Why we study in a country where we can ‘barely speak the language’: An Asian student on #Edifess738
Being plunged into an unfamiliar culture isn’t easy
The controversial Edifess post of last week attacking Asian international students for coming to study in a country where they can "barely speak the language" evoked a heated discussion of racism, freedom of speech, and the required levels of language comprehension for international students. Many Asian students responded by proudly highlighting their “nearly perfect” TOFEL (Test of English as a Foreign Language) scores, so as to separate themselves from their fellow Asians who another Edifess poster claimed “seem to not understand a word of what’s going on around them.”
Last semester my friend and I were on our way to a German Society pub quiz, and asked if my German flatmate wished to join. He replied: “I came to Scotland for my year abroad to learn about a new culture, not to join a German society.”
Me and my friend both laughed. I found his answer both reasonable and amusing, but when I tried to apply his theory to my fellow Asian friends, some of whom are insulted for only sticking with their own people while they study abroad, I felt strange. However, I was still unsure what the issue really was.
As I scrolled through the endless Edifess hashtags, I saw this — “I speak a few languages but my Spanish is extremely broken and I’d never attempt to study in Spain in Spanish.”
I immediately realised the problem, and the reason why my German flat mate’s theory is not applicable for most Asian students. The initial motivation for Western students to come and study is just not the same as that of the majority of Asian students.
Whilst the UK, Europe, and the US have similar levels of higher education and similar per capita numbers of high ranking universities, the level of higher education in Asia is significantly different. Asia has a huge population, a comparatively out-of-date education system, and rapid economic development that has comfortably outpaced social development in the region. In such an environment, it is not strange that Asian students who study abroad are considered more competitive in the job market, and that their parents are willing to invest significant sums of money on an education overseas.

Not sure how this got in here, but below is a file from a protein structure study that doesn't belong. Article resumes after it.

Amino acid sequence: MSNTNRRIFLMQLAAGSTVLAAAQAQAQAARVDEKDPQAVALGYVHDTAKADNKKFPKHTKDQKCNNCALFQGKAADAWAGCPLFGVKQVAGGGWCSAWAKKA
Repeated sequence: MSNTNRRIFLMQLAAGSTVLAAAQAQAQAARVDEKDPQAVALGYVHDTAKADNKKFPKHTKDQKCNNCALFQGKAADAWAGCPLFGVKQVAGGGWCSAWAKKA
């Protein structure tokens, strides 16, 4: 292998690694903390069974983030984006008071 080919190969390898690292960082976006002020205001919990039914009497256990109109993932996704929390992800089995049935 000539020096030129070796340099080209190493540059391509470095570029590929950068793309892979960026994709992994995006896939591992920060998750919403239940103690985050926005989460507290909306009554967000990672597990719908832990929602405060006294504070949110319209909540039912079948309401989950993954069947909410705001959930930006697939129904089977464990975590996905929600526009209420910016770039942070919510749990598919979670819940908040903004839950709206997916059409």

Thus, a considerable portion of Asian students who study in Western countries do so because they are forced to – rather than wishing to learn about a foreign culture, as was the case with my German flatmate.
Forced by the broken education system at home, forced by the increasingly over saturated job market, or forced directly by parents desiring a brighter future for their kids. But most importantly, forced by their own desire for a better education. When they are forced to leave the environment with which they are familiar, to be immersed in a totally different culture and language in order to get a better education, it’s unfair to blame them for sticking with their own people after class, or for not speaking perfect English. Whilst Asians who were born or raised abroad, or who were lucky enough to take advanced and expensive English classes in their home countries, may be able to get a “perfect score” in TOFEL and to speak English confidently, others may not.
I’m not saying that the language barrier is not an issue for some international students to be concerned about, in fact I truly appreciate the people that pointed it out via Edifess and drew people’s attention to the issue. Even if the comment was somewhat aggressive, debate is the first step to solving a problem.
However, it is unjust to simply think that all the international students are on the same track as yours, and declaring that “if I can’t speak Spanish well, I’m not going to study in Spain”. When your issue is a matter of wanting to stay in your comfort zone, some of the Asian students who may not speak perfect English have had the great courage to move to a brand new environment to study, in order to improve themselves and their prospects.
These students take the difficult decision to uproot themselves from a familiar culture, and to throw themselves head first into challenging courses, made harder by the presence of an unfamiliar language. These issues merit far more attention than their accents and grammar slip ups – and Asian students deserve more credit than to be attacked for it. Everyone you meet is fighting a battle you know nothing about. Be kind, always.